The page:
All you need to know in one handy sentence...

    Interesting that they have tried to deny that it is all about surveillance on several occasions and now seem to be tiring of it, so they roll out the final line of defence...

    "tool was compliant with privacy laws and regulations"

    That's all you need to know.

    1. Anonymous Coward
      Anonymous Coward

      Re: All you need to know in one handy sentence...

      "tool was compliant with privacy laws and regulations"

      Doesn't say which laws and where they apply, could be Bealarus or North Korea!

  7. Anonymous Coward
    Anonymous Coward

    This shit sounds like the creepy features within CargoWise. It literally tracks the seconds that you've had a dialog box open and the pace which you type into response boxes.

    This shit has been in their product for years, irregardless of the polished turd of a product it is today... all for managers to review to determine whatever it is that they do determine.... perhaps like Amazon, we'll just fire the bottom 5% "in order to promote productivity".

    1. Ian Dobbie

      Why not fire the bottom 50% and make everyone above average!

      1. Eclectic Man Silver badge
        Facepalm

        Normal distribution

        My old employer had this idea that rating each team at the quarterly and annual reviews would produce a Normal distribution of grades across each team (of whatever size). I even attended a presentation where our Director insisted that every team of 20 would fit the Normal distribution. We also had an HR Department that insisted everyone be rated relative to their colleagues linearly, no two people could get the same level grading in a team.

        Not wanting a speedy P45 I refrained from informing him that the Normal, or Gaussian, distribution is a continuous distribution over the infinite real line, and that means that however extreme a possibility may be, it has a non-zero probability. It also means that no discrete finite population can exactly exhibit a normal distribution. That a Normal distribution arises from a measure on a population only if you allow members of that population to be graded equally (think of rolling two dice and collating the sum of the scores as the standard example 2+4 = 5+1 = 3+3). That if you enforce a linear distribution on a sample, you have basically prevented it from exhibiting a Normal distribution at all, and that in any organisation which includes training, you would expect a skewed Normal approximation towards the better and more talented end. And finally that if every team of 20 in a company that size had been rated with 95% confidence to a Normal distribution every quarter since the beginning of the Universe (approx 13.5 billion years ago) there was still a less than 50% chance that every team would have fitted a Normal distribution at the same time by now.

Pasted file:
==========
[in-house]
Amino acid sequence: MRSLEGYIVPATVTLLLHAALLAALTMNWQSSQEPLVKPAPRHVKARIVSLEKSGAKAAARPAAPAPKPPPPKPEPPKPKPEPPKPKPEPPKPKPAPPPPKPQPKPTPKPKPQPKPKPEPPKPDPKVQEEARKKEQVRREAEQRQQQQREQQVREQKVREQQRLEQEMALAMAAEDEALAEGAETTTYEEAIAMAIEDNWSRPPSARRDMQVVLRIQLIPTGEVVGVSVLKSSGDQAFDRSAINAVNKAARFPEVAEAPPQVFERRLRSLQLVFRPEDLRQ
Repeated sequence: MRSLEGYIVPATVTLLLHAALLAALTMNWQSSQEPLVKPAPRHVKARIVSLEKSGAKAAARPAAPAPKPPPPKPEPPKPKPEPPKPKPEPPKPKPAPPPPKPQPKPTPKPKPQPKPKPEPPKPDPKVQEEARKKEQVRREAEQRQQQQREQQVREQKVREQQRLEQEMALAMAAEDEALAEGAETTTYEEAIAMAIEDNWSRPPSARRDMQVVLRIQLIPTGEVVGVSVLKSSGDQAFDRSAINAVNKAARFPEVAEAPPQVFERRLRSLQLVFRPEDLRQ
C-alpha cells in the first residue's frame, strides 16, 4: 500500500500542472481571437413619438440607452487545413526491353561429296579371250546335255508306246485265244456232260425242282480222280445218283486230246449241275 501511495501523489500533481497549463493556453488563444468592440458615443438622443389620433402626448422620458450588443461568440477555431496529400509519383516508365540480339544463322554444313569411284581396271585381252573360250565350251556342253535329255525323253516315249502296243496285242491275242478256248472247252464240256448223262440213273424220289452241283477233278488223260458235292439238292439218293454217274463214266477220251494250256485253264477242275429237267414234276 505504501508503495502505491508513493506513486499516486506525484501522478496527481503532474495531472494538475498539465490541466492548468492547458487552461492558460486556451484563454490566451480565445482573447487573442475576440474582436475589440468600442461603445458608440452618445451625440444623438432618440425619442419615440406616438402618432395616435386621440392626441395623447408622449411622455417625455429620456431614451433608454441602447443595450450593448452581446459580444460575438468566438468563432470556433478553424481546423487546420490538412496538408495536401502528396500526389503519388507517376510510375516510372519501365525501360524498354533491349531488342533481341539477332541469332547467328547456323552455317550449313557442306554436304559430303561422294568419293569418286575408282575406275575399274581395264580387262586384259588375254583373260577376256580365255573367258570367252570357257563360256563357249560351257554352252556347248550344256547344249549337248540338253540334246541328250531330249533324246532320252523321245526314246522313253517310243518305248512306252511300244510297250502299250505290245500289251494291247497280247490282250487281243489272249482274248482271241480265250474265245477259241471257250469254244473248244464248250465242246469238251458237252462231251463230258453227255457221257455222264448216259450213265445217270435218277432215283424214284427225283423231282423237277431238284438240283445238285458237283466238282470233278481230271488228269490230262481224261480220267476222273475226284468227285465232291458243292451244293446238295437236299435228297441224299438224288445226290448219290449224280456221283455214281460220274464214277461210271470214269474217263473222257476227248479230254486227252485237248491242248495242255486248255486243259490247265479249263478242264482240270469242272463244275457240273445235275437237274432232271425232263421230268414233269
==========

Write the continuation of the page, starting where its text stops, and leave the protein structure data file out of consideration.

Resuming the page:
No, I'm not a statistician, just a PhD mathematician with pedantry* issues.

        And now I'm retired, so as long as I don't actually name them, I can say what I like about BT.**

        *(A perfectionist is someone who likes to get things right. A pedant is someone who likes other people to get things right.)

        **OH SH%T

        1. John Brown (no body) Silver badge

          Re: Normal distribution

          "No, I'm not a statistician, just a PhD mathematician with pedantry* issues."

          Maybe he was referring to what seemed normal to him as opposed to an actual mathematical meaning of Normal :-)

    2. nematoad Silver badge
      FAIL

      "in order to promote productivity".

      Ah yes! The old "The beatings will continue until morale improves" trope trotted out, now with improved IT.

      Of course it will be used in a benevolent manner we have Microsoft's word for that. Do these people never learn?

  8. Headley_Grange Silver badge

    Homer's Typing Bird

    Homer solved this years ago.

    For those who less obsessed with Simpson's references....

    https://www.youtube.com/watch?v=9ZP3k_4XBFY

  9. Potemkine! Silver badge
    Big Brother

    " for users' own good"

    Because we are too childish to know what's good for us.

    Thank you MS for taking care of us ! :puke:

  10. Mike 137 Silver badge

    Just workplace?

    "...turns Microsoft 365 into an full-fledged workplace surveillance tool."

    I have to wonder how much of the information collected lands back in Redmond.

    1. veti Silver badge

      Re: Just workplace?

      To be honest, I don't mind *them* knowing. But my bosses, they matter.

  11. Anonymous Coward